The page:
- At the Georgia Institute of Technology, Dr. David Ku has invented the new biomaterial Salubria as a replacement for soft tissue in the body and founded SaluMedica to develop the technology.  The biomaterial can be molded into anatomic shapes, sterilized and implanted to replace damaged soft tissue, offering replacement cartilage for patients with arthritis or sports injuries.

- Shuming Nie, director of cancer nanotechnology in the Winship Cancer Center at Emory University and professor of biomedical engineering, chemistry and oncology at the Georgia Institute of Technology and Emory University School of Medicine, is working to prove that a structure as small as 1/10,000 the width of a human hair could contribute to the diagnosis and treatment of disease.  As inventor of this revolutionary technology known as nanotechnology, Nie is exploring the ways in which nanodots can accelerate drug discovery and treatment of disease.

- Neural Signals Inc., which grew out of technology invented at Georgia Tech, has developed the Brain Communicator, the first device to use brain electrical activity from single cells to allow interaction with the environment, providing patients who are alert and intelligent but unable to move or talk with a means of communicating with the outside world.  Neural Signals is also working to provide a connection between paralyzed patients and prosthetic devices, allowing patients to control their prostheses and regain control of otherwise paralyzed limbs.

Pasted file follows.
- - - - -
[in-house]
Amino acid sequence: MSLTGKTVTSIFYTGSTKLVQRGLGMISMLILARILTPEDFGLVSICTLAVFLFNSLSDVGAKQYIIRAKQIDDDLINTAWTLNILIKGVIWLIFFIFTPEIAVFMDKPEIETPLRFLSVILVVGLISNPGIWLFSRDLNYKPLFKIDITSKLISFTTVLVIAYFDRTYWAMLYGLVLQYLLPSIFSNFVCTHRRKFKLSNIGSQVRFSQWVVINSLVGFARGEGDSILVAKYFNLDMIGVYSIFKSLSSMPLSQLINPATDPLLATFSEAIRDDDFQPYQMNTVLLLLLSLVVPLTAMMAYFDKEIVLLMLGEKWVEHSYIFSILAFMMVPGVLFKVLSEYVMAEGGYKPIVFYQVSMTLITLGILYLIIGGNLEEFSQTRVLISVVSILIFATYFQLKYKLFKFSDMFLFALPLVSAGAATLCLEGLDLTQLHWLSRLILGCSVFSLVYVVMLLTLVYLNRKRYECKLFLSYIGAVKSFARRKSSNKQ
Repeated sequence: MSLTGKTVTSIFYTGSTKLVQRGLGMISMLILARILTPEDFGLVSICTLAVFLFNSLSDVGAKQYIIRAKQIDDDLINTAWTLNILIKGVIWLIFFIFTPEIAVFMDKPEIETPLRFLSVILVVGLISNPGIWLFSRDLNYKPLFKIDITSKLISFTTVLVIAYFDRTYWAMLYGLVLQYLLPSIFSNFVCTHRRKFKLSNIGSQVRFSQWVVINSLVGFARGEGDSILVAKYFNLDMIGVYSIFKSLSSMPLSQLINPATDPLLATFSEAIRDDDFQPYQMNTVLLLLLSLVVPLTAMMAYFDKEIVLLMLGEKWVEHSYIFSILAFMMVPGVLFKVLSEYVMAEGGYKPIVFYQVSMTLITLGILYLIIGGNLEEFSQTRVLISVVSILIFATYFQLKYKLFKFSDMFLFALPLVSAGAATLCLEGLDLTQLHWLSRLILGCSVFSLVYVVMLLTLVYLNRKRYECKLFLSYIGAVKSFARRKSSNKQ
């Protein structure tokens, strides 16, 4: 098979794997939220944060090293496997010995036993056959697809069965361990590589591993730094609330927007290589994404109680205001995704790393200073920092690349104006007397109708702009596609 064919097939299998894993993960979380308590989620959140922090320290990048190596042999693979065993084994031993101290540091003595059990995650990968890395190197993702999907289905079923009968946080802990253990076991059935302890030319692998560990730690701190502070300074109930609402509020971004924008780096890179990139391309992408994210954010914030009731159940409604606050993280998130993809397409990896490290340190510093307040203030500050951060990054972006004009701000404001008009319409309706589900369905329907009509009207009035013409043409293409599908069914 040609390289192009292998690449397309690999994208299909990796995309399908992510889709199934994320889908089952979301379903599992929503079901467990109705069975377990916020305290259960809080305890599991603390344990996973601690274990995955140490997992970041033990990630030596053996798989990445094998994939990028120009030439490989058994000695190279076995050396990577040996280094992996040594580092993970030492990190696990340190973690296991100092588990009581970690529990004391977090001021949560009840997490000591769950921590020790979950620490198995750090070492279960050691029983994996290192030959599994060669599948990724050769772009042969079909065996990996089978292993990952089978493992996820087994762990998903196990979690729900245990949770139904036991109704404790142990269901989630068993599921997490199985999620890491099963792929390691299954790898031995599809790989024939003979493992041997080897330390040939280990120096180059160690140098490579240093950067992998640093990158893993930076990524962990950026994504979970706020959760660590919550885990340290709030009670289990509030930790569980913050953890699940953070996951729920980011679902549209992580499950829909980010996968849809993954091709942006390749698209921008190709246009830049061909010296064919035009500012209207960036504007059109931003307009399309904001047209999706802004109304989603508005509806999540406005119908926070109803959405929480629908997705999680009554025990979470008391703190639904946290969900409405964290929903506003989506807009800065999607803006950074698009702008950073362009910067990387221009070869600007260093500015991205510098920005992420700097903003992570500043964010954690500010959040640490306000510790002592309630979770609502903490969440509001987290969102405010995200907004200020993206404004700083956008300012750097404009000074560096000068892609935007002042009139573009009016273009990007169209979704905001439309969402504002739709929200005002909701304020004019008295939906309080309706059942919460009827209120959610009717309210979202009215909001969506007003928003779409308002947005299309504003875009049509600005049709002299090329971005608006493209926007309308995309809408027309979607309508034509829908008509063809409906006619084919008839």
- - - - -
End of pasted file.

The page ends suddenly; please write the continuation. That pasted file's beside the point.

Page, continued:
Public-Private Initiatives

Georgia’s bioscience community includes a variety of public-private initiatives as well as federally funded facilities, attracting a diverse array of talent to the state and providing a strong foundation for growing the state’s bioscience industry in the years to come.